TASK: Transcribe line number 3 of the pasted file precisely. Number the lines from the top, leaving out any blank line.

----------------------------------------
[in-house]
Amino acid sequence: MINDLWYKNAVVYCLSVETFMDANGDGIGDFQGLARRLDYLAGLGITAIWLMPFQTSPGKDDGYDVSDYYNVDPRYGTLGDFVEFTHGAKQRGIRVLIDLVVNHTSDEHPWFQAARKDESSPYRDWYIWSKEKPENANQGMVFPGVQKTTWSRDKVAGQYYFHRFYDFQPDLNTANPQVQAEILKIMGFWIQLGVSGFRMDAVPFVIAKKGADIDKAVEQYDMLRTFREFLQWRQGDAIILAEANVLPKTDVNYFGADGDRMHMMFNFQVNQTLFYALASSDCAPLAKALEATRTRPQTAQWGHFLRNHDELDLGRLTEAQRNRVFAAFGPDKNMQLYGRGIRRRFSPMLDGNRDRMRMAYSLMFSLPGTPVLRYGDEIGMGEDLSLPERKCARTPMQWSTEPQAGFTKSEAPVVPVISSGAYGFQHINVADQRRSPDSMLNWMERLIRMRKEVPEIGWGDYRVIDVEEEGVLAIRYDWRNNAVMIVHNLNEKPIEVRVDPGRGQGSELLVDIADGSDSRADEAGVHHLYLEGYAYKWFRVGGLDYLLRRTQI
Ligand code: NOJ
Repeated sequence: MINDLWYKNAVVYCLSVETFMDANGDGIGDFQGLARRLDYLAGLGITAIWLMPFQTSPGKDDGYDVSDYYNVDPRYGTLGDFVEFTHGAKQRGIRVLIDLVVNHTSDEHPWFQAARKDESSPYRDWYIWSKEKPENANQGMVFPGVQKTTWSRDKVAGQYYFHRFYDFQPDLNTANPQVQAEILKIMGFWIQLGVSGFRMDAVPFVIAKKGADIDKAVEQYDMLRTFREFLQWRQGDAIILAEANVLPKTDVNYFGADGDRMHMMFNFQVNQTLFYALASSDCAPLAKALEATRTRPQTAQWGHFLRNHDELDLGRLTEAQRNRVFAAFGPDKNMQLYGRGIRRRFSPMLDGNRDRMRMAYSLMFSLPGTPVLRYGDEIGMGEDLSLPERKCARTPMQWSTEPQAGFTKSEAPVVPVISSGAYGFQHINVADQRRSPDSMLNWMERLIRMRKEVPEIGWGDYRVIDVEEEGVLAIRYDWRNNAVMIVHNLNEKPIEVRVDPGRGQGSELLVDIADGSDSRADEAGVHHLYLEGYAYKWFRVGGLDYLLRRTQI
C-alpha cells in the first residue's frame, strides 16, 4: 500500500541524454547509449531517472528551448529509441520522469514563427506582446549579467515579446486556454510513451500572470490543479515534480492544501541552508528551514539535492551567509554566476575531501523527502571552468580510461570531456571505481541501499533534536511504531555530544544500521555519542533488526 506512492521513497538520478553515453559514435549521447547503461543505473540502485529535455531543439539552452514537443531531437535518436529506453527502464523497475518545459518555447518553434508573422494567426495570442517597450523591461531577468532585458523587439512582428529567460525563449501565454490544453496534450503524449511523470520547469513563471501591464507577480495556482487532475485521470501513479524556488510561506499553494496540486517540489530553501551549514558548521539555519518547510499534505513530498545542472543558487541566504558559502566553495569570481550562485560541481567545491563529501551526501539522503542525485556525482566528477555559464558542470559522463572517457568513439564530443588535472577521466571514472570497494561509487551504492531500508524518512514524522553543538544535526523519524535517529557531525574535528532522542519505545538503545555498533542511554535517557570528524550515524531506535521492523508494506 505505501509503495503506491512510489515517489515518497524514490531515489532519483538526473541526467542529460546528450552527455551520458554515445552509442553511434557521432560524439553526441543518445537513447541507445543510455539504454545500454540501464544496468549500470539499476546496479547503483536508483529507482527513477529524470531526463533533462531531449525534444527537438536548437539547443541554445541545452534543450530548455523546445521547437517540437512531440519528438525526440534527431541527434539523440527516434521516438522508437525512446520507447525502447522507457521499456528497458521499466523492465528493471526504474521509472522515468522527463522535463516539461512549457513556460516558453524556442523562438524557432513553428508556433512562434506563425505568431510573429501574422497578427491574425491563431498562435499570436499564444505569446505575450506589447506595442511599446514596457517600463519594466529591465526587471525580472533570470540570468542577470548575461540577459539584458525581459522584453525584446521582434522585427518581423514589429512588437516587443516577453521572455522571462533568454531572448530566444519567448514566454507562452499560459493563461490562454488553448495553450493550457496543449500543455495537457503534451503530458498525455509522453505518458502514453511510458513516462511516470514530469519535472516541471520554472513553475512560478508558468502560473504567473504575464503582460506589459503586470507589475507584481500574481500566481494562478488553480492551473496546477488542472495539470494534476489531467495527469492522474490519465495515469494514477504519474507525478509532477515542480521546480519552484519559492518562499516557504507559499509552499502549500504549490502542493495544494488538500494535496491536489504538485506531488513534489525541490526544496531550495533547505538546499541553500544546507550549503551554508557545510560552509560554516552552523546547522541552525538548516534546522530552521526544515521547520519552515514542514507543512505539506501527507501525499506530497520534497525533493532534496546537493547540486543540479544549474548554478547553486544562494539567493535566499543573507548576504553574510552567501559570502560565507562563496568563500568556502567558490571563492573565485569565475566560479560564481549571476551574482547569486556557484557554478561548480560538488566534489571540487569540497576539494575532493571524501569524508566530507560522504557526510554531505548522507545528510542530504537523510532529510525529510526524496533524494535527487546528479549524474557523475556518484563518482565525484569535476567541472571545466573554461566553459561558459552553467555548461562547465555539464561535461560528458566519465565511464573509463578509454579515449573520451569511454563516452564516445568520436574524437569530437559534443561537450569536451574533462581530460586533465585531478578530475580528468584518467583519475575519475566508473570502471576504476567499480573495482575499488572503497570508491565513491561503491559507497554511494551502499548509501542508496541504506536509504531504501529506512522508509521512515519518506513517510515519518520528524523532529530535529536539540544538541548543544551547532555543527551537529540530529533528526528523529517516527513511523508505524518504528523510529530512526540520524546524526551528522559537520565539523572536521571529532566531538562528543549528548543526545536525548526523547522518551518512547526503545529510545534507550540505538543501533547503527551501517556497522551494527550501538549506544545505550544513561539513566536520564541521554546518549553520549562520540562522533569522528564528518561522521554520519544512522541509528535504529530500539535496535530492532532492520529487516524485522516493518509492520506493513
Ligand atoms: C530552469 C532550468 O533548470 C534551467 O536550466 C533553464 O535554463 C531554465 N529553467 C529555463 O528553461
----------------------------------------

Ligand code: NOJ